These are intended mainly as *suggestions* to help seed some ideas, not a menu that you must select from. Some are very ambitious so you are welcome to consider a scaled-down version, or to take the suggestion in a different direction. The point is to explore an idea or question that interests you and to *learn* from the experience.

**Dendritic nonlinearities**

As we discussed in class, a single neuron is a much more powerful device than a Perceptron due to the nonlinear signal integration that occurs within dendritic trees. Demonstrate this by using a biophysically realistic model of a neuron (or a network of such neurons) to perform a pattern classification (or other) task. How many Perceptron models would be needed to obtain similar performance? One advantage of of the Perceptron model is that we can derive a learning rule for changing the weights to perform a task. How would you train a realistic neuron model with dendritic nonlinearities? See papers of Bartlett Mel, and for ideas about learning see his “Clusteron model.”

**Visualization of retinal images**

As you walk around in starlight, the photon catch rate for rods is roughly 1/500 to 1/50 per second per rod. SL figure 8.2 attempts to show what this would look like over a rod array when viewing a baboon, including the dark light. But this isn’t a very good visualization for a number of reasons: 1) it should be a movie rather than a static image, 2) the brain never gets to see the output of individual rods, but rather the retinal ganglion cells which get their input from rod bipolar cells that integrate over pools over 100 or more rods. Create a biophysically realistic animation that shows a scene as it would appear at several different neural stages — on the rod array, on the rod bipolar cells, and in the spiking activity of retinal ganglion cells. And do this at a variety of light levels - starlight, moonlight, dusk - up to about 1 cd/m$^2$ (which is where rods begin to saturate). For the rod bipolar cells it will be important to include the effect of thresholding synapses (or try with and without to demonstrate its significance), and you can find out more about that from this paper. Such an animation would be of great value in communicating both to the public and neuroscientists just how much of our perception relies upon filling in by the brain.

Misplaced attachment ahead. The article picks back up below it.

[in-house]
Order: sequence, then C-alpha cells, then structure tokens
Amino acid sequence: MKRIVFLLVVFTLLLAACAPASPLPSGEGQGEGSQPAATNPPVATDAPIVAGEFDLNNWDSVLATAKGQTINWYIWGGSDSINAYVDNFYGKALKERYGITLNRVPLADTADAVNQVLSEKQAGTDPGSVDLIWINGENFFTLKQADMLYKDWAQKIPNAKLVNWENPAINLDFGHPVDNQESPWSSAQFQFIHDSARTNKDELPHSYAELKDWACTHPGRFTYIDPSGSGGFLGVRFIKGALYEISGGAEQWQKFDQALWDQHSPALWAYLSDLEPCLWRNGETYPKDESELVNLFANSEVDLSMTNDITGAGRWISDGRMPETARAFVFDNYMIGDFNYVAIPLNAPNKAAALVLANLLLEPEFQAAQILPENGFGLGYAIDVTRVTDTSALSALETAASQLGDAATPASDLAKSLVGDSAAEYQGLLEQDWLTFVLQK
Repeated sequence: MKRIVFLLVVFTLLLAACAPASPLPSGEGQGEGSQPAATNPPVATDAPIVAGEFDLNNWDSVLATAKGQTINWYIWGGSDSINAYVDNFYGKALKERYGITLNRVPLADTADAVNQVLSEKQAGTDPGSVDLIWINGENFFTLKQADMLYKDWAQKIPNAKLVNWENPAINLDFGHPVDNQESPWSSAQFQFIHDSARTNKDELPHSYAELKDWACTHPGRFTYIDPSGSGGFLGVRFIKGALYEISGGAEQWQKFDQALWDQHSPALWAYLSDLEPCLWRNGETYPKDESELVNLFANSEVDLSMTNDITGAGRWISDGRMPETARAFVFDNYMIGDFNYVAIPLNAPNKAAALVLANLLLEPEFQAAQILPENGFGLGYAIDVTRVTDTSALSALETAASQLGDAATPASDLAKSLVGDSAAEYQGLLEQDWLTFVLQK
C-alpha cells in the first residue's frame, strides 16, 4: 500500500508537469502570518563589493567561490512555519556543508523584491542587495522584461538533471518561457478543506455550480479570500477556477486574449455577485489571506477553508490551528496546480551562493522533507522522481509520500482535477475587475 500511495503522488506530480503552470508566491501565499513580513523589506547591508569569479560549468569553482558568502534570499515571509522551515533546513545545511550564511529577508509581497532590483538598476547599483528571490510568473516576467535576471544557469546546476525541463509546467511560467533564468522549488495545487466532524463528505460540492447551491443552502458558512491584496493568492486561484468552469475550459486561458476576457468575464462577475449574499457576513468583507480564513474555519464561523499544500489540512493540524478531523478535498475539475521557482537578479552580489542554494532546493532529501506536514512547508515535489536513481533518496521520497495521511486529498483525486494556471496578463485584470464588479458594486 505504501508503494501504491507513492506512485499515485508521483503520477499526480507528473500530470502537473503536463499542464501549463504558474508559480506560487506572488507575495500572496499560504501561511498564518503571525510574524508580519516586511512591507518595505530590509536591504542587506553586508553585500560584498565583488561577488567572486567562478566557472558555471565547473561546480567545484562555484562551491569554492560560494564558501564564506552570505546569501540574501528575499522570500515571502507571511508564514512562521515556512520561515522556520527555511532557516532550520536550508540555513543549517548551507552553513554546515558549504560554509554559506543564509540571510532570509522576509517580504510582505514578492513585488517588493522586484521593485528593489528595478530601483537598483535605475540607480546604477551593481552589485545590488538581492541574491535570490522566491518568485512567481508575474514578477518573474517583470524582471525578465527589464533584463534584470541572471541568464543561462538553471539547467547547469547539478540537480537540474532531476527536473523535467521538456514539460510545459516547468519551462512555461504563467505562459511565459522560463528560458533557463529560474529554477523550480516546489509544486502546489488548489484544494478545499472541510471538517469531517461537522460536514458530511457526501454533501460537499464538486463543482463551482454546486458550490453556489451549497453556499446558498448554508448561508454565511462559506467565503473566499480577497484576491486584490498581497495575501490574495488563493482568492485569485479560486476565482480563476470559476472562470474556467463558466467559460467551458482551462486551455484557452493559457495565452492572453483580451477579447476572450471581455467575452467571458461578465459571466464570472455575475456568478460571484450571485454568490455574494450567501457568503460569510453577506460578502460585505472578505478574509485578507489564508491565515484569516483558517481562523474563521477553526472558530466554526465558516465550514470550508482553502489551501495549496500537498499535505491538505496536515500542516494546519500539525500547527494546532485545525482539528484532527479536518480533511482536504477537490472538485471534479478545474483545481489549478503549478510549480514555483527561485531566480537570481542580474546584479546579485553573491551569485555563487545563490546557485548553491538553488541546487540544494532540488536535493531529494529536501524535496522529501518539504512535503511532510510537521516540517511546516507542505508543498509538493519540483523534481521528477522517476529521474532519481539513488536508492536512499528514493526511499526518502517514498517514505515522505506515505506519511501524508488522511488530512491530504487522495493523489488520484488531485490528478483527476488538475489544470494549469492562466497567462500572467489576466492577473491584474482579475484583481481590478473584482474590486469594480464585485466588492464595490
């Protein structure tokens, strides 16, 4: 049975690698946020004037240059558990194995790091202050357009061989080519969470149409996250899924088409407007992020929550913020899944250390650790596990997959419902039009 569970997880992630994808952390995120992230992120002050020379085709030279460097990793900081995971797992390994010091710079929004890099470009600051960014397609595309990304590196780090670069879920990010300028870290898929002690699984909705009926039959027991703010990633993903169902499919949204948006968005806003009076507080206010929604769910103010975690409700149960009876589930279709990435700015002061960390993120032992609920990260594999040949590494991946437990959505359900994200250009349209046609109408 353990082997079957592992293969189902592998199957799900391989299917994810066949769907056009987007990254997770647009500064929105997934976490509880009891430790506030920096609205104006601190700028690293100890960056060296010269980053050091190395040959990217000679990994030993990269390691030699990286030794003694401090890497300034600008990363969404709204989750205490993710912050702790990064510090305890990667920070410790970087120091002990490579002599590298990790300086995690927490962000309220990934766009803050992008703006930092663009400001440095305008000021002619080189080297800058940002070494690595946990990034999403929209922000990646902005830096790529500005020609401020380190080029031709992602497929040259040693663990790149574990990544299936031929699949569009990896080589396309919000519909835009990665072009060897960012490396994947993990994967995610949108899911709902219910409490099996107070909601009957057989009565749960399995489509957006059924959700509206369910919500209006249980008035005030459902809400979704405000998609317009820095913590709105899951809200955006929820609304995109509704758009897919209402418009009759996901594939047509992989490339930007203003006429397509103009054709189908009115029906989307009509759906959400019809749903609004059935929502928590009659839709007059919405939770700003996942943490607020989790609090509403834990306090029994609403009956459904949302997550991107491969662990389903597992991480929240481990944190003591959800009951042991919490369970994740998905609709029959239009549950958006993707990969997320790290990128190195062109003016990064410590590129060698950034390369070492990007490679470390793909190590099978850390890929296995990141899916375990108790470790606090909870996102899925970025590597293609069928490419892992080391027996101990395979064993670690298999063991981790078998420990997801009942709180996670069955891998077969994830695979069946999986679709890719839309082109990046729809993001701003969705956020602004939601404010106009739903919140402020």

**Silicon retina**

Building on the resistive network of challenge problem 10, implement a 2D network as a hexagonal grid and show how it blurs an image. Show the resulting difference image you get from subtracting this from the input image (i.e., the Mahowald/Mead silicon retina). Then making realistic assumptions about capacitance in horizontal cells, simulate the dynamical properties of this system as a function of R and C. From your leaky integrator equation, you should find that $\tau\approx RC/2$ (assuming axial resistance is much less than membrane resistance). When the time constant is small, then the effect of injecting current into any one node will spread quickly to neighboring nodes, and vice-versa when it is large. (Recall that to make a neuron faster, you need to make it larger. Here we can see why: as you increase the diameter D of the cable, R will decrease (more cytoplasm to conduct charge) and C will increase (more membrane). However R decreases proportional to $D^2$ (area) whereas C increases proportional to D (circumference). Thus, $\tau$ falls as 1/D.) Show how a current injected into one (or multiple) node(s) spreads over time for a variety of assumed diameters in the horizontal cell circuit.